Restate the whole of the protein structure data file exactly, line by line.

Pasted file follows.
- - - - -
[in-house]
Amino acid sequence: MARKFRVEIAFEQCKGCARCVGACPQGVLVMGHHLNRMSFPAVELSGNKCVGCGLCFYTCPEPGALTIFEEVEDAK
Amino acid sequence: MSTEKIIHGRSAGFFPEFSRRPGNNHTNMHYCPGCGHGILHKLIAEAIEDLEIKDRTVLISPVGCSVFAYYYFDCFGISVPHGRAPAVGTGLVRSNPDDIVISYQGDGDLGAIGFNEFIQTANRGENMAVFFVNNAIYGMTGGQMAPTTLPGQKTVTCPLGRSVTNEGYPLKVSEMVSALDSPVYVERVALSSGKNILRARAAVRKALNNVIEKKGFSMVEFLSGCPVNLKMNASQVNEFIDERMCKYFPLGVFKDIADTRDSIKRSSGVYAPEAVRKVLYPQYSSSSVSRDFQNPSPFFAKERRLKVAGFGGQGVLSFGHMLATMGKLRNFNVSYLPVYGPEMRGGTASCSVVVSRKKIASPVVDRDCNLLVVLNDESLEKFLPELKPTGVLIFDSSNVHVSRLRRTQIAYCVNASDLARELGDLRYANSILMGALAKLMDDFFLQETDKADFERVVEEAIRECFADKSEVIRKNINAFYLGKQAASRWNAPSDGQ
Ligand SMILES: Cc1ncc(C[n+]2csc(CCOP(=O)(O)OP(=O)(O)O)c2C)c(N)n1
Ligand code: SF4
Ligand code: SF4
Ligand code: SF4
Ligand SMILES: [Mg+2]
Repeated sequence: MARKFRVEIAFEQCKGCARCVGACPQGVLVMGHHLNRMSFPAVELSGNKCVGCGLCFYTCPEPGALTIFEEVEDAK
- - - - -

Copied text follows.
[in-house]
Amino acid sequence: MARKFRVEIAFEQCKGCARCVGACPQGVLVMGHHLNRMSFPAVELSGNKCVGCGLCFYTCPEPGALTIFEEVEDAK
Amino acid sequence: MSTEKIIHGRSAGFFPEFSRRPGNNHTNMHYCPGCGHGILHKLIAEAIEDLEIKDRTVLISPVGCSVFAYYYFDCFGISVPHGRAPAVGTGLVRSNPDDIVISYQGDGDLGAIGFNEFIQTANRGENMAVFFVNNAIYGMTGGQMAPTTLPGQKTVTCPLGRSVTNEGYPLKVSEMVSALDSPVYVERVALSSGKNILRARAAVRKALNNVIEKKGFSMVEFLSGCPVNLKMNASQVNEFIDERMCKYFPLGVFKDIADTRDSIKRSSGVYAPEAVRKVLYPQYSSSSVSRDFQNPSPFFAKERRLKVAGFGGQGVLSFGHMLATMGKLRNFNVSYLPVYGPEMRGGTASCSVVVSRKKIASPVVDRDCNLLVVLNDESLEKFLPELKPTGVLIFDSSNVHVSRLRRTQIAYCVNASDLARELGDLRYANSILMGALAKLMDDFFLQETDKADFERVVEEAIRECFADKSEVIRKNINAFYLGKQAASRWNAPSDGQ
Ligand SMILES: Cc1ncc(C[n+]2csc(CCOP(=O)(O)OP(=O)(O)O)c2C)c(N)n1
Ligand code: SF4
Ligand code: SF4
Ligand code: SF4
Ligand SMILES: [Mg+2]
Repeated sequence: MARKFRVEIAFEQCKGCARCVGACPQGVLVMGHHLNRMSFPAVELSGNKCVGCGLCFYTCPEPGALTIFEEVEDAK